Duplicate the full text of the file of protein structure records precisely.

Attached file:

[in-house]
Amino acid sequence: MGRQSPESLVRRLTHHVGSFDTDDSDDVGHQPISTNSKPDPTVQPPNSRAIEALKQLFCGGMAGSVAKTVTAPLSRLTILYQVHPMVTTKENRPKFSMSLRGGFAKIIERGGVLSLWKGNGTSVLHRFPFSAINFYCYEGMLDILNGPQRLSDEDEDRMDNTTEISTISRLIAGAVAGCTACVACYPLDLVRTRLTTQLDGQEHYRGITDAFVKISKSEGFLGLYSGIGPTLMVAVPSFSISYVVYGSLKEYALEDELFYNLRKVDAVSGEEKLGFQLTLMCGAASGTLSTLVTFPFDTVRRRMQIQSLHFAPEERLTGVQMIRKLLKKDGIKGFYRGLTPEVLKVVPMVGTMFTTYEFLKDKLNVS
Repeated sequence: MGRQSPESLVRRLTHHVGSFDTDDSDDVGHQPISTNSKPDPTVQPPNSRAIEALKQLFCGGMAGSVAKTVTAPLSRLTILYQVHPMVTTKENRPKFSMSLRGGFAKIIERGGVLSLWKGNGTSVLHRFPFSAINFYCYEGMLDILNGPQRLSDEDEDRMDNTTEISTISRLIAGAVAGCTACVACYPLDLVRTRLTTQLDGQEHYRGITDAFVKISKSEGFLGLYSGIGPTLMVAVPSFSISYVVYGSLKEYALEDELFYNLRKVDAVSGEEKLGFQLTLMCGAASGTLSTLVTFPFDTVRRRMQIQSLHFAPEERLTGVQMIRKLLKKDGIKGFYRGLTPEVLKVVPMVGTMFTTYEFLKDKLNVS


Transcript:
[in-house]
Amino acid sequence: MGRQSPESLVRRLTHHVGSFDTDDSDDVGHQPISTNSKPDPTVQPPNSRAIEALKQLFCGGMAGSVAKTVTAPLSRLTILYQVHPMVTTKENRPKFSMSLRGGFAKIIERGGVLSLWKGNGTSVLHRFPFSAINFYCYEGMLDILNGPQRLSDEDEDRMDNTTEISTISRLIAGAVAGCTACVACYPLDLVRTRLTTQLDGQEHYRGITDAFVKISKSEGFLGLYSGIGPTLMVAVPSFSISYVVYGSLKEYALEDELFYNLRKVDAVSGEEKLGFQLTLMCGAASGTLSTLVTFPFDTVRRRMQIQSLHFAPEERLTGVQMIRKLLKKDGIKGFYRGLTPEVLKVVPMVGTMFTTYEFLKDKLNVS
Repeated sequence: MGRQSPESLVRRLTHHVGSFDTDDSDDVGHQPISTNSKPDPTVQPPNSRAIEALKQLFCGGMAGSVAKTVTAPLSRLTILYQVHPMVTTKENRPKFSMSLRGGFAKIIERGGVLSLWKGNGTSVLHRFPFSAINFYCYEGMLDILNGPQRLSDEDEDRMDNTTEISTISRLIAGAVAGCTACVACYPLDLVRTRLTTQLDGQEHYRGITDAFVKISKSEGFLGLYSGIGPTLMVAVPSFSISYVVYGSLKEYALEDELFYNLRKVDAVSGEEKLGFQLTLMCGAASGTLSTLVTFPFDTVRRRMQIQSLHFAPEERLTGVQMIRKLLKKDGIKGFYRGLTPEVLKVVPMVGTMFTTYEFLKDKLNVS